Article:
In praise of firefighters

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The cops have been grabbing all the headlines lately, especially in response to some very tragic things that have occurred, and the outpouring of love for them from members of this community is nothing less than astounding.



The cops will also be the first to tell you that there are other first responders who, in very different ways, do the impossible because someone has to. And now is as good a time as any to remember the other emergency workers, the ones who battle a very different enemy than crime, but which can be just as deadly and devastating.

The Bayou Cane Fire Protection District protects some of the most financially valuable real estate in Terrebonne Parish in addition to the invaluable multitude of human lives.

Proof of their worth was evident Sunday morning, as smoke billowed from a burning house in a Houma subdivision.



The Bayou Cane Fire District scrambled to the alarm and the beauty of the operation was that they did as they are trained to do, but don’t get much of a chance to practice in reality, setting up their attack and bravely moving in to vanquish the roiling flames, knocking them down rapidly.

The attack truck, Engine 11, glided to a stop, and as the hydrant connection was made there was Capt. Chris Melancon, a 7-year veteran, leading from the front as all fire service line officers do. In his hands was a hand-line 1 ¾ inches around, with a smooth-bore nozzle that can have a kick like a Missouri mule. Right behind him was Landon Lebouef, still a rookie but less of one today. They crouched in the face of the enemy, making entry through a door of the house, and braced for the rush of water, vision obscured by smoke and the protective face-masks that help them breathe air where there is none, feeling the rush of heat moving in for the kill like the pros that they are.

While they made the first stab at the enemy, other firefighters set the ladders up on the side of the house for the roof venting that might be needed, as other apparatus rolled up the scene. And in fifteen minutes they had it all knocked down, minimizing the damage to the house involved and preventing a spread to those nearby.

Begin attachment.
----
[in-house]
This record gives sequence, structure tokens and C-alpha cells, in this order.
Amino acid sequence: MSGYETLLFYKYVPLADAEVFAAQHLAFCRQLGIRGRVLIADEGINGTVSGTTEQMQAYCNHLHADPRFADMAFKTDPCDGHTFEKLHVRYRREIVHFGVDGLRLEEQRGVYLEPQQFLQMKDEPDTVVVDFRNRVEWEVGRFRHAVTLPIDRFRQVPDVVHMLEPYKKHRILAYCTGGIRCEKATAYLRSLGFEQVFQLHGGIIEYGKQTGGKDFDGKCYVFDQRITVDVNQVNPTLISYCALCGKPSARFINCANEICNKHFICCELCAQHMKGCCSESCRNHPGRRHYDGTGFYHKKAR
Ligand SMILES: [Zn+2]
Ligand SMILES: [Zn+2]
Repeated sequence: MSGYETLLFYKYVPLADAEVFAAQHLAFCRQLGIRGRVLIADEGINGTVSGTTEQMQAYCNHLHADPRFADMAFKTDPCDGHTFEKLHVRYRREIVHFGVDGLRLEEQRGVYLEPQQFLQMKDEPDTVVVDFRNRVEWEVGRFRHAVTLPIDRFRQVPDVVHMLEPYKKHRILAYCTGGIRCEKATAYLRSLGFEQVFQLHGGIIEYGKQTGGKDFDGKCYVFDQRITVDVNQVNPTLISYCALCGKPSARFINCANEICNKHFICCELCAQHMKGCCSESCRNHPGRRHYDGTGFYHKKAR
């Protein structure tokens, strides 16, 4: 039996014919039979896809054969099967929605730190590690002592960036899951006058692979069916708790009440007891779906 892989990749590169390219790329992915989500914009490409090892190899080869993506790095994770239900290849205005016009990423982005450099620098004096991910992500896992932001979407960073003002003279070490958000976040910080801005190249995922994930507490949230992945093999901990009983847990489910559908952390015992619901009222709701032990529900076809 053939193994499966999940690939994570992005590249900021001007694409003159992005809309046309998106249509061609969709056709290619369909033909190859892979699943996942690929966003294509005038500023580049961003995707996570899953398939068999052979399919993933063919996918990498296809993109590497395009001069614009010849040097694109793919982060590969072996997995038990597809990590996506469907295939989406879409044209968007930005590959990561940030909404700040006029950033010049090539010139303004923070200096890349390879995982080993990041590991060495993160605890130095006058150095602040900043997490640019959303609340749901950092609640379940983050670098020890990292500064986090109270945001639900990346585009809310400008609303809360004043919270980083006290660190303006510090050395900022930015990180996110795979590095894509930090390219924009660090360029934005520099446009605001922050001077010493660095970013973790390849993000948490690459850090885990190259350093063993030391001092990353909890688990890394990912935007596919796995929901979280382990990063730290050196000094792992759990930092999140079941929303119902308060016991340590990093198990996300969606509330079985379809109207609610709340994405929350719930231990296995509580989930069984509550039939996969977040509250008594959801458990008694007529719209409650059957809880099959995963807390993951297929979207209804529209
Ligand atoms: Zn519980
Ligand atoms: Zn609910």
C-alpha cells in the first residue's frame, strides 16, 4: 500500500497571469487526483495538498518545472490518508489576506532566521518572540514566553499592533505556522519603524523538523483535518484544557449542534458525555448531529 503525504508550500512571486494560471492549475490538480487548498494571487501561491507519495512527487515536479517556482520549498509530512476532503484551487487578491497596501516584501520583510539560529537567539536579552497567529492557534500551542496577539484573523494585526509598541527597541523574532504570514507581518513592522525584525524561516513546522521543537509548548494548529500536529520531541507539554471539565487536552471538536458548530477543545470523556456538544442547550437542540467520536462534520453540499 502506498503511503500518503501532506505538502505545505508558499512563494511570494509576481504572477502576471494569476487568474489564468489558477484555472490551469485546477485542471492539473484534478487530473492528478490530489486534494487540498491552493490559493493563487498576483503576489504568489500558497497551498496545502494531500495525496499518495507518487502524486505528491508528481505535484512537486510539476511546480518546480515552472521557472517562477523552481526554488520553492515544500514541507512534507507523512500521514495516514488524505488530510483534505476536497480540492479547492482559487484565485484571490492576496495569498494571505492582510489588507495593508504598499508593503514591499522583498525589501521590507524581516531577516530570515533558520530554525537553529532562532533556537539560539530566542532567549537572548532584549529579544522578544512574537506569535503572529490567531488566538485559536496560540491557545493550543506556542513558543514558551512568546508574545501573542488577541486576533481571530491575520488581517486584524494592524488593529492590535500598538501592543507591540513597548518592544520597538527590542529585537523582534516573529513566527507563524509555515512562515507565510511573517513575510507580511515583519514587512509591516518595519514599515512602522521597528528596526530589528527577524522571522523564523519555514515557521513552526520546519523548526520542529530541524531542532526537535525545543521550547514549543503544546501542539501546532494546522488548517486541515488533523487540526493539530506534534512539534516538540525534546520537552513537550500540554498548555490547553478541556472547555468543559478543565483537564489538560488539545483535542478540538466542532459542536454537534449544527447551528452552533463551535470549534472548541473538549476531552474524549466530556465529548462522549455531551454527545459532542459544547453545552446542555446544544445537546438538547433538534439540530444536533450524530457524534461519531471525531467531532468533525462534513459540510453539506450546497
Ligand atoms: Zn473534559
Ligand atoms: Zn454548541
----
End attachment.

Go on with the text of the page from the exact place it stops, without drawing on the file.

It is a conundrum of firefighting that the most important fire you fight is the one you never have to encounter, and toward this end the chief of the Bayou Cane District, Ken Himel, coordinates a lot of education programs. When you do such a good job preventing fires you become invisible except for the wrecks and medical calls, until the alarm sounds like this one and you put into practice what you train for on a regular basis.

In the places where working fires are common the firefighters get on-the-job training every day almost giving them lots of situations to critique and learn from. But here it is different, so while you are preventing fires you train so that all this goes off like clockwork. Just a few weeks ago firefighters – the Bayou Cane guys among them – were training at the site of the old Southdown Elementary School, using it as a learning ground. And it paid off.

The K Street fire resulted in injuries to a mother and her daughter, who got themselves out quickly enough to stave off greater tragedy, and nobody wants to see a finger burn from a fire if it can be helped. The cause was an unattended candle, which means more education is ever needed.



But the focus must be on the positive in this situation, and there is nothing more positive than the work that has been done for days and months and years before this fire, the training that went into this one crucial set of minutes.

And so we take a moment to praise those who do this often invisible job those who stand ready to protect whenever the protection is needed. We thank them, and we wish them well, rookies, veterans, and the chiefs and assistant chiefs. Because they can never be thanked enough. •